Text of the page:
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    Are Kids in China Better-Off Today Than a Decade Ago?

    This Children’s Day, Sixth Tone takes a look back at 10 years’ worth of policies aimed at better protecting children, as well as their still-evident shortcomings.
    Jun 02, 2020#policy#welfare

    With this year marking the end of China’s 10-year child development plan, the country will look back to find both successes and regrets. There have been improvements in infant mortality, universal child welfare, and access to education, but challenges remain where there’s insufficient local awareness or enforcement of national policies.

    “The focus of the child support system has shifted from helping the neediest children to striving for universal welfare,” Zhang Rongli, an associate law professor at China Women’s University and a renowned expert on children’s rights and welfare, told Sixth Tone.

    For the country’s many child rights advocates, the past decade has seen hard-won progress. Issues such as school bullying and child sex abuse have received wide attention, and in a few cases have been followed by groundbreaking laws and policies.

    In 2015 — the most recent year for which such data is available — there were 271 million children in China aged 17 or younger, accounting for 19.7% of the country’s population. With International Children’s Day falling on Monday, Sixth Tone presents some of the milestones reached — and challenges ahead — as China aims to provide brighter futures for every child.

    Building a safety net for the most vulnerable

    Major improvements in establishing a stronger safety net for children have included introducing so-called barefoot social workers in 2010, as well as a wider universal welfare system that covers orphans, children with disabilities, and dependents of those who cannot fulfill their responsibilities as parents — otherwise known as “de facto orphans.”

    By the end of 2018, over 600,000 social workers had been deployed to rural areas of the country to help care for some 7 million children “left behind” in the countryside after their parents went off to big cities in search of work. Such children — who often live with grandparents, aunts and uncles, or other guardians — are at greater risk of gang violence or even sexual abuse.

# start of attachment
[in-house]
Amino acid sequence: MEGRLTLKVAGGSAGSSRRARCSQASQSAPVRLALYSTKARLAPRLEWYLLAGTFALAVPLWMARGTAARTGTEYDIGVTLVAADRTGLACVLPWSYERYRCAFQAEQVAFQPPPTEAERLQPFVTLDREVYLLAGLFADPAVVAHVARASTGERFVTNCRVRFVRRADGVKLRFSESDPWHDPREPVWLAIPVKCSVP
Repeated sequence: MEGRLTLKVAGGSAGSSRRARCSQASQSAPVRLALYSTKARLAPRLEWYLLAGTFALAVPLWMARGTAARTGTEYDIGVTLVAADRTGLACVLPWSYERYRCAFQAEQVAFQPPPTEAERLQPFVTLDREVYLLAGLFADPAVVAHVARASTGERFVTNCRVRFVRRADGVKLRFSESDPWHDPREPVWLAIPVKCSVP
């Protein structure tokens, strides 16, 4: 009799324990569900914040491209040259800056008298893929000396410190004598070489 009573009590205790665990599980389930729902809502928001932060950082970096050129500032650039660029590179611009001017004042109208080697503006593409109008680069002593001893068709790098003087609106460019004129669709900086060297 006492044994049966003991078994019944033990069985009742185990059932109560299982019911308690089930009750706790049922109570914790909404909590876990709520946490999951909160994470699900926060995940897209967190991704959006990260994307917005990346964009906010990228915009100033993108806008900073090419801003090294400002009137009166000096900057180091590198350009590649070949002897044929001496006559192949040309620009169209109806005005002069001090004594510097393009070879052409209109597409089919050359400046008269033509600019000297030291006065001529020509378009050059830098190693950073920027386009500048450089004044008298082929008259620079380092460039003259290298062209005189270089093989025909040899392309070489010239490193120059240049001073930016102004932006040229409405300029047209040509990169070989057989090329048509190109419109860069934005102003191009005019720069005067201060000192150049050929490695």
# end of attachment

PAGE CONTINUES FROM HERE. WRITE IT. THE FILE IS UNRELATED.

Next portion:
While barefoot social workers fill a crucial gap at the grassroots level of child protection, the system has been plagued by a lack of financial and human resources, especially in southwestern China, where socioeconomic development is relatively lower. Despite having existed for a decade, the barefoot social worker program remains immature, and many such staff might be considered semi-professional at best, Gao Wanhong, a social work expert, said in a 2019 interview with financial outlet Caixin.

    The past decade has also seen medical reforms aimed at bridging the gap in providing health care for the hundreds of millions of children in the world’s most populous country. China’s universal health insurance scheme covers sick children through urban and rural plans, but challenges persist, as critically ill kids sometimes fall through the cracks of China’s health care system due to patchy insurance coverage and low-quality medical facilities.

    Consistent enforcement of laws and policies

    When it comes to protecting children, major progress has been made at the law and policy level, according to Zhang of China Women’s University. China’s first-ever civil code — approved at the conclusion of last week’s “two sessions” political meetings in Beijing — contains numerous nominal protections for children, particularly relating to guardianship.

    It stipulates, for example, that during an emergency that results in children being separated from their parents, local residential committees will assume temporary guardianship of untended children. Amid the lockdowns in Wuhan and other cities in the central Hubei province during the peak of China’s COVID-19 outbreak, many children whose parents had to be quarantined were entrusted to the care of volunteer social workers.